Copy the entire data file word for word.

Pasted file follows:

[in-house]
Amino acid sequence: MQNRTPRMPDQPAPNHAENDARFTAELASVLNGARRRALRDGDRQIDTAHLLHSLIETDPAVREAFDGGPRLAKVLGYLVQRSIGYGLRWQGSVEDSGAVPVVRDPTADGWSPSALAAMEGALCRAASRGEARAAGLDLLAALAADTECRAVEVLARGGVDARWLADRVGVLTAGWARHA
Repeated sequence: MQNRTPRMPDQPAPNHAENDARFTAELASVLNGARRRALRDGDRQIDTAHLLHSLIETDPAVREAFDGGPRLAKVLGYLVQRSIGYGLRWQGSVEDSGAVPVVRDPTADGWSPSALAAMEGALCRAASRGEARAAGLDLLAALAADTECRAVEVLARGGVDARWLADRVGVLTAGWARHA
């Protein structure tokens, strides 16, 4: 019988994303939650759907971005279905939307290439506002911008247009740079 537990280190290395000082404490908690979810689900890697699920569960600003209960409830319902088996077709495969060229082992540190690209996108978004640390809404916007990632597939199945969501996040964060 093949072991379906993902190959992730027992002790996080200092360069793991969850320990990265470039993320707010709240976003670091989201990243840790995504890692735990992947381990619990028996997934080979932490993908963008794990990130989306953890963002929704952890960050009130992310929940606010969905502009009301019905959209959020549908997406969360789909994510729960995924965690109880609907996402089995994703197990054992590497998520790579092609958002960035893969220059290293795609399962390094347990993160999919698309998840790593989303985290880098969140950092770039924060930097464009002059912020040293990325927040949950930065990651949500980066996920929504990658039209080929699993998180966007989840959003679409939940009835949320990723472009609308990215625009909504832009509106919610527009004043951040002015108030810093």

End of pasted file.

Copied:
[in-house]
Amino acid sequence: MQNRTPRMPDQPAPNHAENDARFTAELASVLNGARRRALRDGDRQIDTAHLLHSLIETDPAVREAFDGGPRLAKVLGYLVQRSIGYGLRWQGSVEDSGAVPVVRDPTADGWSPSALAAMEGALCRAASRGEARAAGLDLLAALAADTECRAVEVLARGGVDARWLADRVGVLTAGWARHA
Repeated sequence: MQNRTPRMPDQPAPNHAENDARFTAELASVLNGARRRALRDGDRQIDTAHLLHSLIETDPAVREAFDGGPRLAKVLGYLVQRSIGYGLRWQGSVEDSGAVPVVRDPTADGWSPSALAAMEGALCRAASRGEARAAGLDLLAALAADTECRAVEVLARGGVDARWLADRVGVLTAGWARHA
């Protein structure tokens, strides 16, 4: 019988994303939650759907971005279905939307290439506002911008247009740079 537990280190290395000082404490908690979810689900890697699920569960600003209960409830319902088996077709495969060229082992540190690209996108978004640390809404916007990632597939199945969501996040964060 093949072991379906993902190959992730027992002790996080200092360069793991969850320990990265470039993320707010709240976003670091989201990243840790995504890692735990992947381990619990028996997934080979932490993908963008794990990130989306953890963002929704952890960050009130992310929940606010969905502009009301019905959209959020549908997406969360789909994510729960995924965690109880609907996402089995994703197990054992590497998520790579092609958002960035893969220059290293795609399962390094347990993160999919698309998840790593989303985290880098969140950092770039924060930097464009002059912020040293990325927040949950930065990651949500980066996920929504990658039209080929699993998180966007989840959003679409939940009835949320990723472009609308990215625009909504832009509106919610527009004043951040002015108030810093």